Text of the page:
1. Natural surveillance is much more than 'eyes on the street'
2. There are 8 aspects of natural surveillance to consider in effective CPTED
New Amazon Ring increases fear of crime
Evidence indicates fear of crime is almost completely driven by exposure to media news stories and gossip and is almost completely unrelated to actual crime risks.
The more crime stories are repeated, the higher the levels of fear of crime - even when risk of crime is minimal.
The process is similar to the fear people had after watching the movie Jaws, that a shark might leap out of any rain puddle.
Amazon’s Ring doorbell-security camera sends alerts to user's phones, the cloud, to Amazon and the local police department when the camera detects motion or someone rings the doorbell.
This can give residents the false picture that the house is under continuous siege and crime risk.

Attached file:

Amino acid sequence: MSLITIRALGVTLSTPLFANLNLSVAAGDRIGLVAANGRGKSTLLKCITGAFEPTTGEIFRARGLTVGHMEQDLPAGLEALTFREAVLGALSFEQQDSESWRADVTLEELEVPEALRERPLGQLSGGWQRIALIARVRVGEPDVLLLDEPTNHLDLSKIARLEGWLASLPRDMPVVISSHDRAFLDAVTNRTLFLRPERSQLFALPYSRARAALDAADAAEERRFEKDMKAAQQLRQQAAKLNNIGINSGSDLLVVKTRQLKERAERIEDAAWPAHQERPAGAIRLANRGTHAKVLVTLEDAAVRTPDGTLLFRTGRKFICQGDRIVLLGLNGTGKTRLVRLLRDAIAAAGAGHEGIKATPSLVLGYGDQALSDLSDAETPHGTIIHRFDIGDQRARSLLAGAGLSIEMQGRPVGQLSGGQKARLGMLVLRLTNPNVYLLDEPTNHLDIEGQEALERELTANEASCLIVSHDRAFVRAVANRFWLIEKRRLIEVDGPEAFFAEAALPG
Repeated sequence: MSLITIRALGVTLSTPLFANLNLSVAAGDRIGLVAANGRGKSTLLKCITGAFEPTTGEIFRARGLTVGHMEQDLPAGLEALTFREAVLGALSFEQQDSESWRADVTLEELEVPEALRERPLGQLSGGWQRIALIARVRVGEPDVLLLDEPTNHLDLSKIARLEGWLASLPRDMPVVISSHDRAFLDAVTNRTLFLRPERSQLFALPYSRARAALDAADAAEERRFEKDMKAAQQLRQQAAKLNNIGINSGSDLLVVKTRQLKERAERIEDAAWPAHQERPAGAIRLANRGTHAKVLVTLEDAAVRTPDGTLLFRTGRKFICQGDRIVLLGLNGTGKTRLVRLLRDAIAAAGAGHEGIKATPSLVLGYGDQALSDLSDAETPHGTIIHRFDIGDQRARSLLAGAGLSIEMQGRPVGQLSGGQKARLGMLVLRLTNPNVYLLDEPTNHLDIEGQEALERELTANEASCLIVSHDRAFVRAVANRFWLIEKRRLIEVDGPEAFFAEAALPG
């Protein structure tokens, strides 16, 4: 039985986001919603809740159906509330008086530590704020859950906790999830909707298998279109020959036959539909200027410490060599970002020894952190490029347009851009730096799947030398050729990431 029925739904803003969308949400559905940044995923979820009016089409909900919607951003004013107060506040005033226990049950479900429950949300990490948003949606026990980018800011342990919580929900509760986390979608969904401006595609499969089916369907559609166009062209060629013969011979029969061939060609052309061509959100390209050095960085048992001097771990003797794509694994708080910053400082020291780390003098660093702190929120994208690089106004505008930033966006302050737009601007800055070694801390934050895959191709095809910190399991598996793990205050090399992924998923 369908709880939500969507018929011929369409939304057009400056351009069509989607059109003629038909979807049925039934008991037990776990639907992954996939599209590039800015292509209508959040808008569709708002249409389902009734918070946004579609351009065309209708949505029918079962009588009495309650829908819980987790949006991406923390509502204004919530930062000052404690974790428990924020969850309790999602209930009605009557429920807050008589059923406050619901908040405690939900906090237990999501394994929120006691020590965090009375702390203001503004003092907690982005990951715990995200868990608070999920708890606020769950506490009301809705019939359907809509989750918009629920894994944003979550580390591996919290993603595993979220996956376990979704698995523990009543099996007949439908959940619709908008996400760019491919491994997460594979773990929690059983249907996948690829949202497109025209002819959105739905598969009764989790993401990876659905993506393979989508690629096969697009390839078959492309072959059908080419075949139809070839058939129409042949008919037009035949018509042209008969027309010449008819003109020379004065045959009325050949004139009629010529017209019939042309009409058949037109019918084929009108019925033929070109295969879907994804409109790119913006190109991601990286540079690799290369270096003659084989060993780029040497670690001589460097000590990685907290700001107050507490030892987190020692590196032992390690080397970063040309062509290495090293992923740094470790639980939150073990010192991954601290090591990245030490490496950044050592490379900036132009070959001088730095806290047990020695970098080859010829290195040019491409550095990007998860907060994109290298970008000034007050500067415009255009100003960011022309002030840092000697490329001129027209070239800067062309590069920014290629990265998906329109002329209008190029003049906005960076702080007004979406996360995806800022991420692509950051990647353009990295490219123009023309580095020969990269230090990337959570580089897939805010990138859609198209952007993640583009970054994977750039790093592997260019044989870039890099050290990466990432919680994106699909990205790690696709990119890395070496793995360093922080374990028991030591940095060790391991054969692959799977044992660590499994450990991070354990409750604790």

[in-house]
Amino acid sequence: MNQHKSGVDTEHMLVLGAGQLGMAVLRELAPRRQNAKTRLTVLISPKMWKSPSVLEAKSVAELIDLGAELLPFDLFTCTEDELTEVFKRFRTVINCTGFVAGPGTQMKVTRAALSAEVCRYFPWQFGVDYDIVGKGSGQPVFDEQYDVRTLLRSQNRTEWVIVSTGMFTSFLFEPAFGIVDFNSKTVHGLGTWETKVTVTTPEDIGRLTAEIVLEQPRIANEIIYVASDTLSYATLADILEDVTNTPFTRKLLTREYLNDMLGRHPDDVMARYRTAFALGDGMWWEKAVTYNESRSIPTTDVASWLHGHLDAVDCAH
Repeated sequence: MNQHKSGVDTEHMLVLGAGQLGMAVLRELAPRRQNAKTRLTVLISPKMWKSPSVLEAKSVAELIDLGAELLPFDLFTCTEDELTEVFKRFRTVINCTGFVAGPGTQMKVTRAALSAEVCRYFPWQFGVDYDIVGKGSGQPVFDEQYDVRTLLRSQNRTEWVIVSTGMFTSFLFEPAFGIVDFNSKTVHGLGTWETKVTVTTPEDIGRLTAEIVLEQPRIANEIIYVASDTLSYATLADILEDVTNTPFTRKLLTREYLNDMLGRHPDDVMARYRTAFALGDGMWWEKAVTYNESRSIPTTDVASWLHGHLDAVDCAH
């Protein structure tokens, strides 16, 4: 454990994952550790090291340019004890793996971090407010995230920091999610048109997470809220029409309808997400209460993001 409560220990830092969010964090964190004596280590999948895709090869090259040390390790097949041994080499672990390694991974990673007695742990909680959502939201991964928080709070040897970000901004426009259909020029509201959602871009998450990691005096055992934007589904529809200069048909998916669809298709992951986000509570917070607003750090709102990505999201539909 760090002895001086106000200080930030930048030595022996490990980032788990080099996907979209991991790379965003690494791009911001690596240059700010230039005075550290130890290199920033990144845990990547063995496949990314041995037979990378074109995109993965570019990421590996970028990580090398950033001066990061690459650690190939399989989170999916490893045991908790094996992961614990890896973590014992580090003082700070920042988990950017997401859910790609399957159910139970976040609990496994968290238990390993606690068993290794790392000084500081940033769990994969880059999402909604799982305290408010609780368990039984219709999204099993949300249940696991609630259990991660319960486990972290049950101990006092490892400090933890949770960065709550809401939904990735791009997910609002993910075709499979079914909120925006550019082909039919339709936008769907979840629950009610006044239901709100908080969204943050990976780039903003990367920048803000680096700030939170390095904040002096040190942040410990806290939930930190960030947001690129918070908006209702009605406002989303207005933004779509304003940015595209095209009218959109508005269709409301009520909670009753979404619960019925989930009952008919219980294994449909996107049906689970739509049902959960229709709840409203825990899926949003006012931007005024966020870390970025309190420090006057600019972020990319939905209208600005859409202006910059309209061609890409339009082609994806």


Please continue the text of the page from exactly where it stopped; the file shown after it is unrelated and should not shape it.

The result is a false increase in fear of crime - and of course, social pressure for increased purchases of Amazon Ring.
Early evidence also shows increased concerns about privacy-related issues and of the Amazon Ring generating tensions in communities and increasing suspicion on minority groups. This damages the community efficacy on which much crime prevention depends.
The Amazon Ring (and similar cameras) raise 3 CPTED challenges:
1. How to gain any potential benefits without the increased fear of crime and destroying community efficacy.
2. The increased fear of crime is generated falsely and not reduced by CPTED, security and policing.
3. Professional criminals who will develop new ways of conducting crime. In the case of the Amazon Ring (as for security cameras) the methods will likely be a mix of physical and electronic.